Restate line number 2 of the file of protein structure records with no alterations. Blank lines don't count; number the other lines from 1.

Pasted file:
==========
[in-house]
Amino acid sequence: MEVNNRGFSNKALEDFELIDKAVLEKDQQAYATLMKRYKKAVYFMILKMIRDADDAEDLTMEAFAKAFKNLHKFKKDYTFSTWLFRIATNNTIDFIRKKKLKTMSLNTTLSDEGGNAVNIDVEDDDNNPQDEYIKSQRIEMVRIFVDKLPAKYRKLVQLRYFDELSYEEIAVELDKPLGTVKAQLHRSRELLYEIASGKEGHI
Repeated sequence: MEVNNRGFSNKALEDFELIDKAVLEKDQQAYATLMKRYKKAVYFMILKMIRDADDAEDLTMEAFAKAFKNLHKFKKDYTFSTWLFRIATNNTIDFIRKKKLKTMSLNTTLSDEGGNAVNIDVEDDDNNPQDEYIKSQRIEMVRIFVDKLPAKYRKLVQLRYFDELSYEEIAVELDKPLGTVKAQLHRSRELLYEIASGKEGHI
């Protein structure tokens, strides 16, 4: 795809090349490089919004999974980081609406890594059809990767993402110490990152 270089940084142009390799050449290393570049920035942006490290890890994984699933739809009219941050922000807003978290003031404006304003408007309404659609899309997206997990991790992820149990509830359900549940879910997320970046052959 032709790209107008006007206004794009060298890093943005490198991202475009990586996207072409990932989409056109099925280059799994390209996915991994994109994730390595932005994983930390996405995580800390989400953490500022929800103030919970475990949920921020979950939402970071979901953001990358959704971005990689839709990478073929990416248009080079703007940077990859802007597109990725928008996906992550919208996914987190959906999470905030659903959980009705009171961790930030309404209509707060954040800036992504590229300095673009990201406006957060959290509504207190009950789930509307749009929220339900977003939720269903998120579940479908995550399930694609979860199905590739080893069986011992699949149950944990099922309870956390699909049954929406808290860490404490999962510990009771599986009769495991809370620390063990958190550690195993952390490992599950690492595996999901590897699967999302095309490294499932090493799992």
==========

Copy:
Amino acid sequence: MEVNNRGFSNKALEDFELIDKAVLEKDQQAYATLMKRYKKAVYFMILKMIRDADDAEDLTMEAFAKAFKNLHKFKKDYTFSTWLFRIATNNTIDFIRKKKLKTMSLNTTLSDEGGNAVNIDVEDDDNNPQDEYIKSQRIEMVRIFVDKLPAKYRKLVQLRYFDELSYEEIAVELDKPLGTVKAQLHRSRELLYEIASGKEGHI